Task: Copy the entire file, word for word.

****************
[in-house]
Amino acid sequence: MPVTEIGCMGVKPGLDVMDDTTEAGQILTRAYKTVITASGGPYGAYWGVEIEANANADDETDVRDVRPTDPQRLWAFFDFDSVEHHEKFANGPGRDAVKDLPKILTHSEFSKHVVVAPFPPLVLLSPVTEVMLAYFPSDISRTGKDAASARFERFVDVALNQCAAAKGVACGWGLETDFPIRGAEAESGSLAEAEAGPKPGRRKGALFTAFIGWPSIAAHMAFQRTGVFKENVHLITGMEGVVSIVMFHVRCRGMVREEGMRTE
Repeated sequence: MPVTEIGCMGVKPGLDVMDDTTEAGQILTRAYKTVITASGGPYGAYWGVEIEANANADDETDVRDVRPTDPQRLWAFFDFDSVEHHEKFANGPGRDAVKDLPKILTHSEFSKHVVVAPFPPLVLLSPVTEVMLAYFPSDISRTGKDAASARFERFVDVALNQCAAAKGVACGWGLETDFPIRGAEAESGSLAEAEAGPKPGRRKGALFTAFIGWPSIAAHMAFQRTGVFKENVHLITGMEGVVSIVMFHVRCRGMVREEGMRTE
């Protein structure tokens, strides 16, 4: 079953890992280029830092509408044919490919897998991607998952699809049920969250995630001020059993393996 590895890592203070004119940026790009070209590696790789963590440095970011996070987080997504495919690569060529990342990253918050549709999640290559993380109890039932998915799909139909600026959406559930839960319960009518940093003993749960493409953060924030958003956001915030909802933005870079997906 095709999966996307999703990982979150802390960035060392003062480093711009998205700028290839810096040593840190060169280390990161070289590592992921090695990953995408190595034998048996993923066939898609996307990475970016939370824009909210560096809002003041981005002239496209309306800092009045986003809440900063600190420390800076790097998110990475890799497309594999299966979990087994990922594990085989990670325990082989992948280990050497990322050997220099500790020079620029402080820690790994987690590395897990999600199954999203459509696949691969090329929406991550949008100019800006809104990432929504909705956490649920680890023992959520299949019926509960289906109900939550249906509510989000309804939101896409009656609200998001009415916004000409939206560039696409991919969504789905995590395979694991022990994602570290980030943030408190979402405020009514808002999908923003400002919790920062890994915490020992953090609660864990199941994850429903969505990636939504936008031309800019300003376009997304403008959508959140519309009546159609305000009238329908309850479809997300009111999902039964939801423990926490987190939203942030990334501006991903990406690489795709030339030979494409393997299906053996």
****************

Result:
[in-house]
Amino acid sequence: MPVTEIGCMGVKPGLDVMDDTTEAGQILTRAYKTVITASGGPYGAYWGVEIEANANADDETDVRDVRPTDPQRLWAFFDFDSVEHHEKFANGPGRDAVKDLPKILTHSEFSKHVVVAPFPPLVLLSPVTEVMLAYFPSDISRTGKDAASARFERFVDVALNQCAAAKGVACGWGLETDFPIRGAEAESGSLAEAEAGPKPGRRKGALFTAFIGWPSIAAHMAFQRTGVFKENVHLITGMEGVVSIVMFHVRCRGMVREEGMRTE
Repeated sequence: MPVTEIGCMGVKPGLDVMDDTTEAGQILTRAYKTVITASGGPYGAYWGVEIEANANADDETDVRDVRPTDPQRLWAFFDFDSVEHHEKFANGPGRDAVKDLPKILTHSEFSKHVVVAPFPPLVLLSPVTEVMLAYFPSDISRTGKDAASARFERFVDVALNQCAAAKGVACGWGLETDFPIRGAEAESGSLAEAEAGPKPGRRKGALFTAFIGWPSIAAHMAFQRTGVFKENVHLITGMEGVVSIVMFHVRCRGMVREEGMRTE
């Protein structure tokens, strides 16, 4: 079953890992280029830092509408044919490919897998991607998952699809049920969250995630001020059993393996 590895890592203070004119940026790009070209590696790789963590440095970011996070987080997504495919690569060529990342990253918050549709999640290559993380109890039932998915799909139909600026959406559930839960319960009518940093003993749960493409953060924030958003956001915030909802933005870079997906 095709999966996307999703990982979150802390960035060392003062480093711009998205700028290839810096040593840190060169280390990161070289590592992921090695990953995408190595034998048996993923066939898609996307990475970016939370824009909210560096809002003041981005002239496209309306800092009045986003809440900063600190420390800076790097998110990475890799497309594999299966979990087994990922594990085989990670325990082989992948280990050497990322050997220099500790020079620029402080820690790994987690590395897990999600199954999203459509696949691969090329929406991550949008100019800006809104990432929504909705956490649920680890023992959520299949019926509960289906109900939550249906509510989000309804939101896409009656609200998001009415916004000409939206560039696409991919969504789905995590395979694991022990994602570290980030943030408190979402405020009514808002999908923003400002919790920062890994915490020992953090609660864990199941994850429903969505990636939504936008031309800019300003376009997304403008959508959140519309009546159609305000009238329908309850479809997300009111999902039964939801423990926490987190939203942030990334501006991903990406690489795709030339030979494409393997299906053996």